Seeing Shen Yun, NYU Professor and Family Find Ancient Chinese Culture in New York
NEW YORK—Gabor Jozsef, a professor at New York University’s Department of Physics, hails from Hungary and has seen dance performances from Russia, France, Japan, and more. But his first time seeing classical Chinese dance was Saturday night at Lincoln Center, when Shen Yun Performing Arts graced the stage.
Classical Chinese dance is one of the best dance systems for depicting the legends and tales from the ancient culture on stage, with its wide range of movements, gestures, and jumping and tumbling techniques that all convey meaning.
And there are many stories to tell.
“Most cultures have their own creation myths—in Western civilization, the Book of Genesis and Homer’s epic poems, for example.” The Chinese, too, have legends depicting the culture’s divine origins,” explains Shen Yun’s website. “This mythology continued to grow throughout the generations, creating incredibly rich folklore. Stories and legends are commonly scattered amongst many different sources which, when put together, reveal a tapestry extensive and brimming with details.”
“It was very nice,” said Mr. Jozsef. “I really liked the storytelling part.”
Mr. Jozsef was joined by his wife Eva, a math teacher, and his daughter Kristina, an architect at Urban Edition Architecture.
“It was something different and bright and colorful and just so lively. It was beautiful,” said Ms. Kristina Jozsef.
When she was younger, she did gymnastics and ballet, giving her special insight into the complexity of the movements the dancers execute with stunning ease.
“They just make it look so easy,” she said.
The digital backdrop that changes with each dance at times turn interactive—performers seemingly jump back and forth between the stage and the animated scene in a display of modern technology and superb stage production.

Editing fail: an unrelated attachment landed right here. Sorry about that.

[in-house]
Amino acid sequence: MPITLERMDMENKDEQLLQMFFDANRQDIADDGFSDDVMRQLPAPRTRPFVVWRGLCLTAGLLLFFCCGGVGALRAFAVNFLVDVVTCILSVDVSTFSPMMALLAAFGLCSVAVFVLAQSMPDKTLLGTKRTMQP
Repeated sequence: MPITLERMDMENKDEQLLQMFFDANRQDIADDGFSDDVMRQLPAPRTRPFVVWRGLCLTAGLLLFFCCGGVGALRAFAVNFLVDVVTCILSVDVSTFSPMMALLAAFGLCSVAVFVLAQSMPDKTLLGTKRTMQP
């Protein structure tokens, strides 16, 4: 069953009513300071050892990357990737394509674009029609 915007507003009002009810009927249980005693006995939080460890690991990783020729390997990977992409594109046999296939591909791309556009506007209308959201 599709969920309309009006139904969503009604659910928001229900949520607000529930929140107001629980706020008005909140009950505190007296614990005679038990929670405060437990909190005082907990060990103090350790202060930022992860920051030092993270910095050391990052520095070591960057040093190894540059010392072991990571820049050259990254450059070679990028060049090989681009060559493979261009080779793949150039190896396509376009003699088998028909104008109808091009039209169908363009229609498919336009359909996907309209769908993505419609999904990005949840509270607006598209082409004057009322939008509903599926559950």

“I … like the visual graphics in the background and how the characters would … jump behind and then you see them turn into an animated character,” said Ms. Kristina Joszef. “It was very fun and lively.”
Mrs. Eva Jozsef described the performance as amazing.
“And it’s a different culture, even the music is different and the dance language is different. It’s so amazing that you come here and you don’t have to go all the way to China,” she said.
The ancient culture was nearly lost to mankind after decades of destruction in the communist-ruled country, but Shen Yun was able to revive it and presents it on stages around the world.
“Forcing atheism upon society, the Chinese Communist Party has for decades launched various campaigns—most notably the Cultural Revolution—to destroy not only cultural sites, temples, and relics, but also the Chinese people’s belief in virtue and faith in the divine,” Shen Yun’s website explains.
“Today, on the surface, the Chinese Communist Party claims to be reviving traditional Chinese culture. But no matter how its efforts are framed, they are ineffectual. For the Chinese Communist Party removes the cultural essence of respect for the divine, thereby extracting the heart and soul of traditional Chinese culture. Shen Yun seeks to revive these virtues the world over.”
“You can’t see it in China. It’s so important to keep traditions alive. So it is very sad,” said Ms. Kristina Jozsef. “It’s important to the world, to a functioning society, you need art, culture, and music.”
She added that mere words could not encapsulate the performance.
“You have to see it,” she said. “Words, you can’t really put it into words.”
Reporting by Pamela Tsai and Zachary Stieber
New York-based Shen Yun Performing Arts has four touring companies that perform simultaneously around the world. For more information, visit Shen Yun Performing Arts.
The Epoch Times considers Shen Yun Performing Arts the significant cultural event of our time. We have proudly covered audience reactions since Shen Yun’s inception in 2006.